Fearful Residents Demand Answers to Gang Violence
Jun. 11, 1993
DENVER (AP) _ Every night, fearful north Denver residents lock themselves in their homes as their streets become battlefields in an escalating gang war.
Many put their children to sleep on the floor to protect them from stray bullets.
''It's a damn war zone,'' said Maxine Castro, a single mother of three who counted 30 gunshots in a half-hour one night. ''We can't even sit on our porches at night.''
Castro said she wants to move from Park Hill - a working-class neighborhood of brick, tract homes and neatly landscaped yards - but ''I don't because this is my home.''
She and other residents are demanding answers after 6-year-old Broderick Bell was shot in the head in a gang crossfire Wednesday outside his home.
Broderick was one of at least four innocent victims of drive-by shootings in the area this year. He remained hospitalized in critical condition Friday.
''I couldn't even sleep after watching that on TV,'' said Regis Groff, a state senator who has lived in north Denver for 30 years. ''It just sort of stopped me dead in my tracks.''
Other recent shooting victims include a woman killed by a bullet that crashed through a window in her home, a 10-month-old boy wounded by stray gunfire at the Denver Zoo and a woman who died a month after she was shot as she watched television in her living room.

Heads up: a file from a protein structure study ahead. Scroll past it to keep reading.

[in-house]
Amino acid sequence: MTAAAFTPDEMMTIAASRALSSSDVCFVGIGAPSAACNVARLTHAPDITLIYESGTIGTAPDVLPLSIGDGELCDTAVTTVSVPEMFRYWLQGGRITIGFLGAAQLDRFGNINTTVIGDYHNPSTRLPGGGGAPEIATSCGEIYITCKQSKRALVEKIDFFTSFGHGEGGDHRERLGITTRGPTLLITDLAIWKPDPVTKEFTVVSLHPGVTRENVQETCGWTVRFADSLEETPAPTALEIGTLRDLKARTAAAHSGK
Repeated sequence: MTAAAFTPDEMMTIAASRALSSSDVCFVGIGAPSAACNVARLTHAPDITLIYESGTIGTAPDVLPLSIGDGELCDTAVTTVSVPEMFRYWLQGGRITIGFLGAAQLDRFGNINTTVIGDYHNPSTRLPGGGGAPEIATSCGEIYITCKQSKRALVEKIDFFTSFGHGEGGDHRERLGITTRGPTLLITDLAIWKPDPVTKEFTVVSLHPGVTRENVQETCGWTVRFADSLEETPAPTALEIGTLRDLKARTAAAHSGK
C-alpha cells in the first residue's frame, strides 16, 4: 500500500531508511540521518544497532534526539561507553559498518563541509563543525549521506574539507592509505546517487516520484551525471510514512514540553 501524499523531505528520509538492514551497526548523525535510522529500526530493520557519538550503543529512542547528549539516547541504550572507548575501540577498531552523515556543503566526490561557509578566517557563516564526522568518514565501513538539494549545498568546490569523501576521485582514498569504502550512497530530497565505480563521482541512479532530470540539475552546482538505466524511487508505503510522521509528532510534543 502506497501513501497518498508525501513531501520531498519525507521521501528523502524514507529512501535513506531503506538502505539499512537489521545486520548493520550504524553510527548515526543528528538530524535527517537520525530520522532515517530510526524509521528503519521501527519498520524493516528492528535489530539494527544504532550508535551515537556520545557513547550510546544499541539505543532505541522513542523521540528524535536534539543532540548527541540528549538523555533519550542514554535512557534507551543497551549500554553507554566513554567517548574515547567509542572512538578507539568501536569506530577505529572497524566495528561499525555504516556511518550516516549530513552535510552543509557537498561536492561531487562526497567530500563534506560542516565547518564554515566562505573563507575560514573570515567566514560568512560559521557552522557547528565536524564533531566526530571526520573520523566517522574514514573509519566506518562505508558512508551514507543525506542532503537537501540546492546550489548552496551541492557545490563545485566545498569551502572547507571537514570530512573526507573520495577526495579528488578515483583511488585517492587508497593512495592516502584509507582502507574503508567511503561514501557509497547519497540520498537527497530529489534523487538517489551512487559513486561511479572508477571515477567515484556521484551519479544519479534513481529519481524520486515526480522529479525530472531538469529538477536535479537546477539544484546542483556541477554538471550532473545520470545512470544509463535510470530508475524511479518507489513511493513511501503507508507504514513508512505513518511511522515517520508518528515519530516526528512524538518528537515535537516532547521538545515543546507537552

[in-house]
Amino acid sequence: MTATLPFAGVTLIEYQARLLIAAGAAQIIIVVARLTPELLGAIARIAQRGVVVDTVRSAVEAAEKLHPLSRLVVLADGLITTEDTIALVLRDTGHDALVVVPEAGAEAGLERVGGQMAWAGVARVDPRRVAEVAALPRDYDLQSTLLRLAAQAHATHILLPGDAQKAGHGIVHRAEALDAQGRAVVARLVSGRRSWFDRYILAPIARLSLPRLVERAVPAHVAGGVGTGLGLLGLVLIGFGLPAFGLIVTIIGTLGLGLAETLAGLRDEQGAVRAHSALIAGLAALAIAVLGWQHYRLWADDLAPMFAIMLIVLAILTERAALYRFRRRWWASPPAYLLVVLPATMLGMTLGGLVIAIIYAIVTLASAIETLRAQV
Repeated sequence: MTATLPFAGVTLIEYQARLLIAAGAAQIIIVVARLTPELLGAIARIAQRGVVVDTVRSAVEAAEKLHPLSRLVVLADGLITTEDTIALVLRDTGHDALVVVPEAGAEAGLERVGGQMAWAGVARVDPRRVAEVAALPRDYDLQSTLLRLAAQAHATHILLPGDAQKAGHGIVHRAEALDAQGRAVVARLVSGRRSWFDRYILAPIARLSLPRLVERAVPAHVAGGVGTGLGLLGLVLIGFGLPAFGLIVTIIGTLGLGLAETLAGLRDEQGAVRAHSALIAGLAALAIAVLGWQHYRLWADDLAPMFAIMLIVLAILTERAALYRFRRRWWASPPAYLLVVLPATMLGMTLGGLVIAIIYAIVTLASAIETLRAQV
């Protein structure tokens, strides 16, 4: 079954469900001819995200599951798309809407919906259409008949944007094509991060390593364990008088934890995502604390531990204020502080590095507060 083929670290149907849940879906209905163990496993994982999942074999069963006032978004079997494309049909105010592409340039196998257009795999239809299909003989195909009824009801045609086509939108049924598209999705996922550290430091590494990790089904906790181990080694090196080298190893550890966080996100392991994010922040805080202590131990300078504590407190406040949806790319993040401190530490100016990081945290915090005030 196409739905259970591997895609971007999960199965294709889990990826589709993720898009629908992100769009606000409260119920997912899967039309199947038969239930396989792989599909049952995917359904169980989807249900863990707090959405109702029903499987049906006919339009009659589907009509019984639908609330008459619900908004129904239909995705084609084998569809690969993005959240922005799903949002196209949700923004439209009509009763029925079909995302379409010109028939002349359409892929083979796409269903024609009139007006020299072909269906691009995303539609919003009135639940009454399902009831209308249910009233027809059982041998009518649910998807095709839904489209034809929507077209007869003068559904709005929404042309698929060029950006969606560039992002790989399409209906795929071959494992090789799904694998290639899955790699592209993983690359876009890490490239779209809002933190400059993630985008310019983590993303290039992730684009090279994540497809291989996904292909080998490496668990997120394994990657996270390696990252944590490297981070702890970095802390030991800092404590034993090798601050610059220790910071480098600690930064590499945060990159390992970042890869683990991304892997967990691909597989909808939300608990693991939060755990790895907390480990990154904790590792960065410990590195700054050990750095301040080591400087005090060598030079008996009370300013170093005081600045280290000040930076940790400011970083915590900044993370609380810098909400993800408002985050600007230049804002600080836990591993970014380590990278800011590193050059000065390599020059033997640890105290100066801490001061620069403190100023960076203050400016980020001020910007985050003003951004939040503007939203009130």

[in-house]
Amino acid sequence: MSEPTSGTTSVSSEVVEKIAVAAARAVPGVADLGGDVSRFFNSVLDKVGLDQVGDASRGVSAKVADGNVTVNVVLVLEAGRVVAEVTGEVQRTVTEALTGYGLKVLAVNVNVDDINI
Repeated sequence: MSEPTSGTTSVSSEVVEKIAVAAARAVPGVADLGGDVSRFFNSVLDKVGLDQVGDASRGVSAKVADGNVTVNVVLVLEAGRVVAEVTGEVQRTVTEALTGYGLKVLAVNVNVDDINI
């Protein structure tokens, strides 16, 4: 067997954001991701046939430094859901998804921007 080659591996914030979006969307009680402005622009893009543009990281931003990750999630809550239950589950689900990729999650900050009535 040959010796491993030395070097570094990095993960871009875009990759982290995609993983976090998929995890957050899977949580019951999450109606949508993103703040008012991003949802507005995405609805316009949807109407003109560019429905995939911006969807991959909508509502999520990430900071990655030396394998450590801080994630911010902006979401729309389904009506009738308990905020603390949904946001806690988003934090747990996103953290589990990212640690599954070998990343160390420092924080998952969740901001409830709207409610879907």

Gov. Roy Romer is considering calling state lawmakers into a special session to address gun-control issues. But Groff, who saw several of his gun- control bills die in the regular session, wasn't optimistic, citing the powerful National Rifle Association.
Mayor Wellington Webb held a news conference outside Broderick's home Thursday to announce a crackdown on gangs.
''I believe there are certain neighborhoods where there is a battle to see who is supreme. What we're saying today is that we're going to take on that charge,'' he said.
Just a mile east of Stapleton International Airport, Park Hill was once a peaceful community. Neighbors rarely locked their doors and children walked to school and played in parks.
Today, many Park Hill parents refuse to let their children play in front yards and in parks. They know where the crack houses are and where the gang members live, but refuse to call police because they fear retaliation.
Groff, like many residents, blames the growth of gangs on problems that include a lack of parental responsibility, de-emphasis of education, easy access to firearms and teens who have lost direction.
The solutions proposed seem familiar: increased community involvement, stricter gun control, better summer jobs programs for kids, increased enforcement and maximum penalties for drug-related and violent crimes.
Several residents vented their frustrations at Webb's news conference. They said police often don't come when called or arrive announcing to gang members who ''tattled'' on them. Some say they rarely see a patrol cruiser in Park Hill more than once a shift.
They challenged Webb to spend a night in the neighborhood. ''Why don't you walk in the street and we will show you where these people are,'' Castro shouted at Webb. ''Come and sit with us when the shots are fired.''
Webb, without responding, promised more patrols and more help when residents call.
For five years, Castro has worked with Las Comadres, a support group for parents of gang members. Has it made a difference? ''Not really,'' she said.
''I know one of these days, they are going to let me or one of my children have it,'' Castro said. ''That's why I do it.''